The effect of irradiance, defoliation, and bulb size on flowering of Nerine bowdenii W. Watson (Amaryllidaceae)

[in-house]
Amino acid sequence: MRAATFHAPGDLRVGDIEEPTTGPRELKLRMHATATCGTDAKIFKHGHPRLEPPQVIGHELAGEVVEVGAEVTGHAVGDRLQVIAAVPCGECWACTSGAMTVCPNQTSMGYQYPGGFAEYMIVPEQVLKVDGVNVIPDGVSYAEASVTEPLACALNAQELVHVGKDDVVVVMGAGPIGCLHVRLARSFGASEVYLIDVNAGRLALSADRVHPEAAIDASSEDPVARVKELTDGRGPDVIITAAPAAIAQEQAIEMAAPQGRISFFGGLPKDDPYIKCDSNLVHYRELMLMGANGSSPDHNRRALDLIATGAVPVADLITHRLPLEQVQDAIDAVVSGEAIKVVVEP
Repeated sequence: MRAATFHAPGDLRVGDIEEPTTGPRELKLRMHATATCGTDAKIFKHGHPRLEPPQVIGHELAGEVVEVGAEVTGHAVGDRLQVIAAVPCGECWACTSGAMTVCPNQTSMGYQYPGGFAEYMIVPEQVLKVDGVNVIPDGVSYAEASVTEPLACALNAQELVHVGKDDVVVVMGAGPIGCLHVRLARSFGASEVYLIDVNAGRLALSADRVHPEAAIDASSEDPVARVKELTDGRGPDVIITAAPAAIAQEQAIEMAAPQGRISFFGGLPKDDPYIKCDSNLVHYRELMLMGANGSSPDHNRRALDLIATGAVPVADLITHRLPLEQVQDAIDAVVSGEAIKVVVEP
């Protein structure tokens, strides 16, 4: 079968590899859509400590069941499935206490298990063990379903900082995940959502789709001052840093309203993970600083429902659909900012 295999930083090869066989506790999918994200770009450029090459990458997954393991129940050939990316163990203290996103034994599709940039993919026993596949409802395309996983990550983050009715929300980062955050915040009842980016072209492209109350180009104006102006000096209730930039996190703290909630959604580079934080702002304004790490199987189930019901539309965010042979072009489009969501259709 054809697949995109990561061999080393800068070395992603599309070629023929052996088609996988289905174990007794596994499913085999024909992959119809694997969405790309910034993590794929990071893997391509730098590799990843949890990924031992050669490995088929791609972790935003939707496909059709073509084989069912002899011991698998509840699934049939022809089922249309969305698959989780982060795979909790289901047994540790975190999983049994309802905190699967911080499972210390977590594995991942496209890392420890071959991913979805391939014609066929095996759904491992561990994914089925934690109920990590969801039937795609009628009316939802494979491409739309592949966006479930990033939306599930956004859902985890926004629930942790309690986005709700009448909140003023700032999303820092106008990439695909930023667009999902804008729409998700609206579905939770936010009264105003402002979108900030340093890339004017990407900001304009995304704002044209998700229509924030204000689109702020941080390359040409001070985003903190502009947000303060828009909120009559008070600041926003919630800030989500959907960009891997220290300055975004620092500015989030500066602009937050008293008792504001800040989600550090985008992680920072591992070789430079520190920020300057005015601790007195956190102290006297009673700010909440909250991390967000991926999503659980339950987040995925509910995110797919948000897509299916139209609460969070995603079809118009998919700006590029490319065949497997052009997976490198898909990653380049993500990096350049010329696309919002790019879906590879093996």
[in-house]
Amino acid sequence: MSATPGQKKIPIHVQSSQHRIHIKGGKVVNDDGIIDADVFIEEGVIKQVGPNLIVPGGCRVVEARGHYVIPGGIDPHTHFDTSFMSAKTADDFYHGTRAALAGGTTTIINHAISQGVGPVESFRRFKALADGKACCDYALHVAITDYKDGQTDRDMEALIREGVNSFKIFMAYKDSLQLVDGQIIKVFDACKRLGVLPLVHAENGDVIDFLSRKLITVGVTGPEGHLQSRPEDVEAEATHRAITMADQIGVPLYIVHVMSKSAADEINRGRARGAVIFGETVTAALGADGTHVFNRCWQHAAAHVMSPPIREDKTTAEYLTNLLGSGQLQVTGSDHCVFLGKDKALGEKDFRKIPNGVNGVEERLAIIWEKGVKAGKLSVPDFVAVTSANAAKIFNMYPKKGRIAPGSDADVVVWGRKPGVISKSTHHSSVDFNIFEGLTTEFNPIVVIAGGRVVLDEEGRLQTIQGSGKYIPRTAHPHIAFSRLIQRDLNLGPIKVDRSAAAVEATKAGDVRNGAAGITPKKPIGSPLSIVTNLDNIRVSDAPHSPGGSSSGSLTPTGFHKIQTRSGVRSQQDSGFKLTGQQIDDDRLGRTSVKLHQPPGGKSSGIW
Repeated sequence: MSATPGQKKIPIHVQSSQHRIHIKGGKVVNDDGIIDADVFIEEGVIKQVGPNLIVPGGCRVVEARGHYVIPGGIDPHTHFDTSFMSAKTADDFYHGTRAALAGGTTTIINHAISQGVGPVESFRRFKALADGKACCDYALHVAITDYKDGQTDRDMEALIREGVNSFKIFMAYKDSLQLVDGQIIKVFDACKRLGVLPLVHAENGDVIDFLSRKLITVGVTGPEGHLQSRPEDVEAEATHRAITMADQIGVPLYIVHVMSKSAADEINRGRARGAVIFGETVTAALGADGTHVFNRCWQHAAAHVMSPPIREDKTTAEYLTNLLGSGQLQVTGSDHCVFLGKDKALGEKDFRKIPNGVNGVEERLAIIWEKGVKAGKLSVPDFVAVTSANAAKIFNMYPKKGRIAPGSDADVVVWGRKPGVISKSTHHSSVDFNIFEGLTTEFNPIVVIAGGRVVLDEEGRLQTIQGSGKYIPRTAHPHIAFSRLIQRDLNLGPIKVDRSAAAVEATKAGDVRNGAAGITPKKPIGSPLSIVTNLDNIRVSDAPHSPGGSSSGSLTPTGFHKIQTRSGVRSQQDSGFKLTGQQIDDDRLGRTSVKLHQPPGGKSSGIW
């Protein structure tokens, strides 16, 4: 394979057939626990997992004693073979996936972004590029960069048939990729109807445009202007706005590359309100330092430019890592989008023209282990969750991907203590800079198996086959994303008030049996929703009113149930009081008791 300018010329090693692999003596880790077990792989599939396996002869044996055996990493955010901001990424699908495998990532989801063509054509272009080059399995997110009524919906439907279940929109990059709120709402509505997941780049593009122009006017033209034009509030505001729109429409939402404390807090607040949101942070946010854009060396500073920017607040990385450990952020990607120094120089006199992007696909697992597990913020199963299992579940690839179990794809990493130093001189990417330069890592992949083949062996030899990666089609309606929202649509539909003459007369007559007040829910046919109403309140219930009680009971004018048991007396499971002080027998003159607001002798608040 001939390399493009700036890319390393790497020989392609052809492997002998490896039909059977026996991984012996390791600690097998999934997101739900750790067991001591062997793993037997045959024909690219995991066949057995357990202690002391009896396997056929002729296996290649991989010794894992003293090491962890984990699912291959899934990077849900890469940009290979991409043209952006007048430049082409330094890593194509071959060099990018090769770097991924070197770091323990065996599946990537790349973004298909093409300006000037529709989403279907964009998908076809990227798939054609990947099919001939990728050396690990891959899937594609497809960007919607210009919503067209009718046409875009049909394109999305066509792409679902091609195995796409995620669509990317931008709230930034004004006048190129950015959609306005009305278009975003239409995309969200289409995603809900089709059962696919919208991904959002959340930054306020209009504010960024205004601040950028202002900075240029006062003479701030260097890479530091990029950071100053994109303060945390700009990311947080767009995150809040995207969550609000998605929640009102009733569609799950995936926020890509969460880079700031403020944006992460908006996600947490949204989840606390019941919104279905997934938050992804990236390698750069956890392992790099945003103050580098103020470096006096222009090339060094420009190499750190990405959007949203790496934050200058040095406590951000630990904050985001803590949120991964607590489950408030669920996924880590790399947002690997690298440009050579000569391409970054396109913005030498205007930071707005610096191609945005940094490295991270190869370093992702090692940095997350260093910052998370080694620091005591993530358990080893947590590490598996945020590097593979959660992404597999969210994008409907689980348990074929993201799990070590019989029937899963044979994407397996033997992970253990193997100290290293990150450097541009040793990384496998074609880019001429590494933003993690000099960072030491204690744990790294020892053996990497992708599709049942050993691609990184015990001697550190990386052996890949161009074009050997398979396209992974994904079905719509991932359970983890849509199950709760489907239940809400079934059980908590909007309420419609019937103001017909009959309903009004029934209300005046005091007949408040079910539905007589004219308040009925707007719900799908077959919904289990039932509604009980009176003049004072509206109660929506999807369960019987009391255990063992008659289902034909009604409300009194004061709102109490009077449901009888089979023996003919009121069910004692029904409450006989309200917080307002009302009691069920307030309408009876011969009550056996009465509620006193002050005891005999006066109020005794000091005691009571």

Large Nerine bowdenii bulbs (>14 cm in circumference) were exposed to low light intensities for different periods during two successive growing seasons. The flowering percentage and number of florets in the current season's inflorescence were recorded at antbesis. Small and large bulbs were subjected to continual defoliation starting at different times during the growing season. Bulbs were dissected at planting (26 Sept. 1992) and on 12 Jan. 1993 (nondefoliated control bulbs) to determine growth and developmental stage. At antbesis, inflorescences were harvested and the florets per inflorescence were counted. After anthesis in the fall, all bulbs were dissected and the following variables recorded: 1) percentage flowering, quiescence, or abortion of the current season's inflorescence; 2) developmental stage of quiescent inflorescences; 3) number of florets in the outermost inflorescence; 4) developmental stage of the innermost inflorescence; 5) number of leases or leaf bases in each growth unit: 6) number of daughter bulbs: and 7) dry weight of new leaf bases. There were three reasons for nonflowering of the bulbs, viz., failure to initiate an inflorescence, inflorescences remaining quiescent, and inflorescence abortion. Individual florets that had not reached stage "Late G" (gynoecium elongated, carpels fused) at the start of rapid inflorescence elongation aborted. The more florets that aborted, the greater the probability that the entire inflorescence aborted. The inflorescence was more vulnerable to stress during the first half of the growing season due to its relatively weak position in the hierarchy of sinks within the bulb.